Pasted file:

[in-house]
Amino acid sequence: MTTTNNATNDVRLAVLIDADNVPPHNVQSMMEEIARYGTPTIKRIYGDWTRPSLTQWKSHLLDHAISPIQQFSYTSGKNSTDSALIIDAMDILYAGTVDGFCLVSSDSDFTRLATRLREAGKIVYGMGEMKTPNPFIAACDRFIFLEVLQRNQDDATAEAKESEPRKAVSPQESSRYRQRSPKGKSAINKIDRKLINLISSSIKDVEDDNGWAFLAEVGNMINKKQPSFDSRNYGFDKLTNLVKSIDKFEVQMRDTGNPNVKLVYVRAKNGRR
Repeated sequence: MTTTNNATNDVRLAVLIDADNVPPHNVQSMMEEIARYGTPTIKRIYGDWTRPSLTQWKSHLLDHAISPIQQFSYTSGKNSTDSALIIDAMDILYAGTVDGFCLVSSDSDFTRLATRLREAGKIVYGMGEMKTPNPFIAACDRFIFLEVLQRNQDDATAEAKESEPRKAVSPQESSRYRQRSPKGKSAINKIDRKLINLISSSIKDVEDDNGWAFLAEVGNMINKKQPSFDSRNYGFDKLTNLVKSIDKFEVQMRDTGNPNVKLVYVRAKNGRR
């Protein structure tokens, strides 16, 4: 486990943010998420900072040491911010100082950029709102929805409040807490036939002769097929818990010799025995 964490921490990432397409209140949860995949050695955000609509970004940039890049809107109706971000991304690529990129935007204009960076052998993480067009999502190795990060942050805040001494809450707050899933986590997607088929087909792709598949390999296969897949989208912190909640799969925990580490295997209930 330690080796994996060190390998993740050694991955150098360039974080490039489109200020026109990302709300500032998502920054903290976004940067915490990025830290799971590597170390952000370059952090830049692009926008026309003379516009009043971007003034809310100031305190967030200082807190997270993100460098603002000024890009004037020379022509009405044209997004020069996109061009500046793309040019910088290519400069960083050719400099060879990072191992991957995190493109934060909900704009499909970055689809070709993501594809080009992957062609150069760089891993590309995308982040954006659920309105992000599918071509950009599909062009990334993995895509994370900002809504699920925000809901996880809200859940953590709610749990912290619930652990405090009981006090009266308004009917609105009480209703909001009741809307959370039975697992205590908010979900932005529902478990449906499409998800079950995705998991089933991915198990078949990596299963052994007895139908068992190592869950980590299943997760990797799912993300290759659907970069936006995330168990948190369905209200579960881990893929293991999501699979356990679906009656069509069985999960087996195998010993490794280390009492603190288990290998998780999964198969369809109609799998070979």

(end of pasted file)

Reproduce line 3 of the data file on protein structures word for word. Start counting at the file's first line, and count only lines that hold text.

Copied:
Repeated sequence: MTTTNNATNDVRLAVLIDADNVPPHNVQSMMEEIARYGTPTIKRIYGDWTRPSLTQWKSHLLDHAISPIQQFSYTSGKNSTDSALIIDAMDILYAGTVDGFCLVSSDSDFTRLATRLREAGKIVYGMGEMKTPNPFIAACDRFIFLEVLQRNQDDATAEAKESEPRKAVSPQESSRYRQRSPKGKSAINKIDRKLINLISSSIKDVEDDNGWAFLAEVGNMINKKQPSFDSRNYGFDKLTNLVKSIDKFEVQMRDTGNPNVKLVYVRAKNGRR